50 activists, 30 countries and 4 days of advocacy

 

Dear Friends,

I am writing to you with a tremendous sense of accomplishment and far too little sleep after a jam-packed week of meetings at the United Nations with 50 determined LGBTI activists from 21 countries. Under the banner of the International Gay and Lesbian Human Rights Commission, the activists shared their most pressing concerns with government representatives from more than 30 countries and four U.N. agencies, including with representatives from countries hostile to LGBT issues.

On Wednesday, International Human Rights Day, members of IGLHRC’s delegation spoke at a high-level LGBT event at U.N. Headquarters** This moving session, ‘Love is a Family Value: Supporting All Family Members and Families,’ featured the singer Mary Lambert, who performed her inspiring anthem “She Keeps Me Warm.” Deputy Secretary-General of the U.N. Jan Eliasson said: “If we are faithful to our values and to our ideals, love and care in families must naturally extend to those who are lesbian, gay, bisexual, transgender or intersex.”

A day earlier, a delegation met with national and N.Y.C. media outlets, including ABC News, Huffington Post, Gay City News and a separate meeting at The New York Times on HIV/AIDS and our work for human rights.

The delegation also participated in Quorum a day long event at the New York Public Library hosted by The Daily Beast with HBO to amplify voices of LGBT leaders worldwide.  This was a star-studded day highlighting human rights activism and I was proud to join the interviewees on stage in a segment with Alice Nkom, a Cameroonian human rights lawyer who advocates for LGBTI rights.

Despite biting cold, snow and icy rain, activists from Cambodia, Cameroon, Colombia, Chile, Costa Rica, Egypt, Jamaica, Mexico, Nigeria, Peru, Poland, Russia, South Africa, St. Lucia, Taiwan, Tanzania, Tunisia, Turkey, Ukraine, Zambia, and Zimbabwe gathered early every morning to strategize before heading off to raise their voices about the issues most important to them at the United Nations Development Program, UNAIDS, UNICEF, and UN Women, and with representatives of 30 member states.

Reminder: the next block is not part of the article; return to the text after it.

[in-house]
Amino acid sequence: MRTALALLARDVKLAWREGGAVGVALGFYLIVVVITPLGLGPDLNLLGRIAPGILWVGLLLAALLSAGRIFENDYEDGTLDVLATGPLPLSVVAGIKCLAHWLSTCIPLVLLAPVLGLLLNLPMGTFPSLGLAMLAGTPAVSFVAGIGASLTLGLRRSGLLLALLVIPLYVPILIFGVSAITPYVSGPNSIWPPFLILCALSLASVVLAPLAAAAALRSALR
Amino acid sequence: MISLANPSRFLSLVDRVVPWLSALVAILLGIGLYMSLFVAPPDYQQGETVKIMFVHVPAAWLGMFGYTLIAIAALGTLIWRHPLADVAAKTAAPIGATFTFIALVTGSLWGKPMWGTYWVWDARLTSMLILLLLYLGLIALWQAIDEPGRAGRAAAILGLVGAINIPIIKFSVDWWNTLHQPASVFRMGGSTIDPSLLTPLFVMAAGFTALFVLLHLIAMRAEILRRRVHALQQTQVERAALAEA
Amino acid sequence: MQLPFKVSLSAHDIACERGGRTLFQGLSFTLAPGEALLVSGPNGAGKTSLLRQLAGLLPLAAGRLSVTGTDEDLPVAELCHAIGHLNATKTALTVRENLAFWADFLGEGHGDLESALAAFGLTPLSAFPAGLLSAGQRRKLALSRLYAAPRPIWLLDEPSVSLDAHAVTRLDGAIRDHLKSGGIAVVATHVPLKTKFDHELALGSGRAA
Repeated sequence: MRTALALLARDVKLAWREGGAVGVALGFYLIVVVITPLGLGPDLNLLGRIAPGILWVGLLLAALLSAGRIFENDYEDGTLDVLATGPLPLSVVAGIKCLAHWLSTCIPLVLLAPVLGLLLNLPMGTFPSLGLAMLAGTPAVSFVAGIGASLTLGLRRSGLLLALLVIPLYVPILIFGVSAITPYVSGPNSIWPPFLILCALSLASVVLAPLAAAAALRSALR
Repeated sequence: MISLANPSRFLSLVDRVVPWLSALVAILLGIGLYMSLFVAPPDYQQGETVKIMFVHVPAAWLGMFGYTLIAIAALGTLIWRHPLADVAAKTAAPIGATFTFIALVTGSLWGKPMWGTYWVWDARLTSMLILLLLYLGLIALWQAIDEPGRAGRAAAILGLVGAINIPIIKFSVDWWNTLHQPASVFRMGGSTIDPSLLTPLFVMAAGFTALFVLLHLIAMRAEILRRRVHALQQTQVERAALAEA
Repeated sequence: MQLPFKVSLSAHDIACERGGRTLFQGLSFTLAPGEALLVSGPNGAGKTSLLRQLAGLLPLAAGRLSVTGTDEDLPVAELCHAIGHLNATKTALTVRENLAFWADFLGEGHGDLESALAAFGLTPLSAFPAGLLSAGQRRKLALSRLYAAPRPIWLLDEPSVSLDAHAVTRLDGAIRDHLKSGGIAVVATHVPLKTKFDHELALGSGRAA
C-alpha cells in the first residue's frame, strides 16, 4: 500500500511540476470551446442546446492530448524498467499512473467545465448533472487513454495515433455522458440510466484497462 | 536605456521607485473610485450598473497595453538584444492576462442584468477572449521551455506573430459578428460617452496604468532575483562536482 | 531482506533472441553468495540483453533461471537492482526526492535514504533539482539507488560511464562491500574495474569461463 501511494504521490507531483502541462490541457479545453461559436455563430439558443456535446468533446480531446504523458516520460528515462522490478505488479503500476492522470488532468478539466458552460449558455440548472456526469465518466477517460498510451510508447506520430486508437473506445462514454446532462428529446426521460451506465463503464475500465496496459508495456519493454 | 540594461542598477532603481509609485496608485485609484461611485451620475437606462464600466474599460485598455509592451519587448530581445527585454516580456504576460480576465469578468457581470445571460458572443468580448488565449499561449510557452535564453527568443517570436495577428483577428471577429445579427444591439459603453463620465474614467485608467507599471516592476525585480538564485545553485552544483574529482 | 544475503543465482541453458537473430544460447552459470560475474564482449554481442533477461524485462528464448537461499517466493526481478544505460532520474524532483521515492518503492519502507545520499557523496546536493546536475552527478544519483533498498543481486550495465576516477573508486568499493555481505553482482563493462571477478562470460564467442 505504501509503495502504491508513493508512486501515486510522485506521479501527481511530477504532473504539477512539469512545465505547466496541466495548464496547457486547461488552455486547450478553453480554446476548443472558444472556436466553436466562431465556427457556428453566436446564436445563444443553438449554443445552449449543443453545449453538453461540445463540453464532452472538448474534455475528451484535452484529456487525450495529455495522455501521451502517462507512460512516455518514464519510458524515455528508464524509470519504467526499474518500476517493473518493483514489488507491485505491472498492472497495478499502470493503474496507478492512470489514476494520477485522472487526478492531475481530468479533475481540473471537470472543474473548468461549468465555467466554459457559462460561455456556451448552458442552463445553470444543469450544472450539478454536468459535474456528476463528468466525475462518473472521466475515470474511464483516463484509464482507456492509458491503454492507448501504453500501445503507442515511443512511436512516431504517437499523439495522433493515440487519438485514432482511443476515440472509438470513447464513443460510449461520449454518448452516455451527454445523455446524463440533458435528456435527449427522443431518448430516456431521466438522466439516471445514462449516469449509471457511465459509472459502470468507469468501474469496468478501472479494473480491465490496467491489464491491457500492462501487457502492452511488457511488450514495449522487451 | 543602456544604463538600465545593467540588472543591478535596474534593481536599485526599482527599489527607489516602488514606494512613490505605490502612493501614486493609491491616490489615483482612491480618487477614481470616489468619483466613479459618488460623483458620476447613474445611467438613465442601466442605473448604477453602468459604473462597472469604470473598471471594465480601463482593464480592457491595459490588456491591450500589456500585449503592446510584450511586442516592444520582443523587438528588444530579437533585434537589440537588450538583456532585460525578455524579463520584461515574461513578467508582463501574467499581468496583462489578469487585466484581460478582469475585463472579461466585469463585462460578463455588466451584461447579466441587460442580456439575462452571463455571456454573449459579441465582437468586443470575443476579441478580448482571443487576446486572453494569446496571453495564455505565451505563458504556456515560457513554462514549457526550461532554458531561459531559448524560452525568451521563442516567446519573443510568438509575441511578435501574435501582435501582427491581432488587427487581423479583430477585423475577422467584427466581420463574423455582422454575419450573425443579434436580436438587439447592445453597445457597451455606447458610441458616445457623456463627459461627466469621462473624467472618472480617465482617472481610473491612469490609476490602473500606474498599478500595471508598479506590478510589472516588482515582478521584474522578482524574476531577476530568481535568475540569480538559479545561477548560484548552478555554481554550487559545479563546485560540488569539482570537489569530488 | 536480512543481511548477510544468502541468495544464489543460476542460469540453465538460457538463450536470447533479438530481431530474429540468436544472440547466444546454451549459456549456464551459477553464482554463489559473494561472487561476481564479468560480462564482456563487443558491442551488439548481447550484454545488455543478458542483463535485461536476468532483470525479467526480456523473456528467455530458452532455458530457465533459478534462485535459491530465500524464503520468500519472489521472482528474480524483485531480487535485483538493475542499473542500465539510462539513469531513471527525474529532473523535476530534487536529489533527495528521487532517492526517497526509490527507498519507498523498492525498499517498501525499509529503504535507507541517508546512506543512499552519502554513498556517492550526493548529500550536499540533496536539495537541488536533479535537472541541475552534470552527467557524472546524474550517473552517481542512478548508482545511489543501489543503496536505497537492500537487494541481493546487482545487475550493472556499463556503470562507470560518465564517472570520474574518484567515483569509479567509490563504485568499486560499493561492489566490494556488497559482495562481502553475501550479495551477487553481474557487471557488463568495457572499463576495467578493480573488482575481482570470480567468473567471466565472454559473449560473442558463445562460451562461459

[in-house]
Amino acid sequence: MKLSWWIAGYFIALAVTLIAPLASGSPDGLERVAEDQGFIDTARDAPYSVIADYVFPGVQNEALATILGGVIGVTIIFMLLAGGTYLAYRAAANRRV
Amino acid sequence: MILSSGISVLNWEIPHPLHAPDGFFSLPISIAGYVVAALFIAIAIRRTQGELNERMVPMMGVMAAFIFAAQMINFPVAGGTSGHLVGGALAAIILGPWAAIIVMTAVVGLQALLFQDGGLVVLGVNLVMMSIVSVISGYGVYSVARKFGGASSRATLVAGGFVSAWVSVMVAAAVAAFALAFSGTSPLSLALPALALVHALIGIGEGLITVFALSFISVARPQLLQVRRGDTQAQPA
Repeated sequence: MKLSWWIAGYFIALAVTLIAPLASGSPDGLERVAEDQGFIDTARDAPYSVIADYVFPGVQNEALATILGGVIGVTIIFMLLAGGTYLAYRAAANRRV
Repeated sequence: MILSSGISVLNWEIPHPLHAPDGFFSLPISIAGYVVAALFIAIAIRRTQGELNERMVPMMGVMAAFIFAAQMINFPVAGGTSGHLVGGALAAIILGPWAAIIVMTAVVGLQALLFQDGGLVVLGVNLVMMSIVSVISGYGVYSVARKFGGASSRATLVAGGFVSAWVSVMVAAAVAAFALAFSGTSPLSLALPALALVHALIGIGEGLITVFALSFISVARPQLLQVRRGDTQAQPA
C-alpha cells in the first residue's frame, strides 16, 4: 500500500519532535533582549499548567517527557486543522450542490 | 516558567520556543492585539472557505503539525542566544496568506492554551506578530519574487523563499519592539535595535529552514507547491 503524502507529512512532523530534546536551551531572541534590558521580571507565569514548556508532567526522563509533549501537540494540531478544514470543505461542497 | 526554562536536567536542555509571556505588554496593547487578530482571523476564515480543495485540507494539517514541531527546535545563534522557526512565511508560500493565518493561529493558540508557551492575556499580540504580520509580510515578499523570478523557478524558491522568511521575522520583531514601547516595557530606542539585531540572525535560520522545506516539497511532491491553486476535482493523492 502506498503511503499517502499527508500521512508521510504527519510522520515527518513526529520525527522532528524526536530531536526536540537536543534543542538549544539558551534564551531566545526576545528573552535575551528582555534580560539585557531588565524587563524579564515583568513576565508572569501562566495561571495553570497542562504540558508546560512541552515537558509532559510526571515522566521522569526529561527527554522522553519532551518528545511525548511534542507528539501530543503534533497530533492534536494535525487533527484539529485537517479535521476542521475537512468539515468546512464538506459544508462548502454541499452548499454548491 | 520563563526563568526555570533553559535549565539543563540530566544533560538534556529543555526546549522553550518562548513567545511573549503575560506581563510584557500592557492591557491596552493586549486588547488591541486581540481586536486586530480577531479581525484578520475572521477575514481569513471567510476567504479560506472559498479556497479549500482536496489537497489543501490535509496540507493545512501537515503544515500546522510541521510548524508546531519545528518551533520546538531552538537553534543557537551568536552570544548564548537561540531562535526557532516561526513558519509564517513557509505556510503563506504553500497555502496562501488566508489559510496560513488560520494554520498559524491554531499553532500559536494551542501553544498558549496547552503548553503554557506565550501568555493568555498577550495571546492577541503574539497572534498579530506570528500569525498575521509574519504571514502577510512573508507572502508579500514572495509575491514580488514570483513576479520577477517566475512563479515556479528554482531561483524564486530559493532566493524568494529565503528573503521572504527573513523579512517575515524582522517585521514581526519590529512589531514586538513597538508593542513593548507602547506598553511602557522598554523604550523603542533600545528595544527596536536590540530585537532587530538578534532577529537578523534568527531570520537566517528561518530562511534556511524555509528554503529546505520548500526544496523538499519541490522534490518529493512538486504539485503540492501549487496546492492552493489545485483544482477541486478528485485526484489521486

On the eve of her arrival, Kenita Placide of United and Strong in St. Lucia, had her offices ransacked and vandalized. Despite this, she said: “I will continue being a voice” for LGBTI people in the Caribbean. And she did, powerfully, along with the others.

Governments and U.N. agencies listened to the activists and some made commitments to do more and better to confront violence, homelessness among LGBT youth, and to push for recognition of the rights of transgender and intersex children, among many other issues.

Because of advocacy by IGLHRC and our partners, the United Nations is becoming more and more open to recognition of LGBTI people and aware of our issues and concerns. And this has an impact in countries around the world. Chile, as an example, now allows transgender children to go to school as the gender they are and under their chosen names. This, in part, is a result of advocacy at the United Nations—a very real impact on people’s lives, rights and dignity. But of course there is much more to do and many more issues to raise.

We can only do this work when we have resources, including money. So I ask you today to please support our work with a donation.

Warmly,

Jessica Stern
Executive Director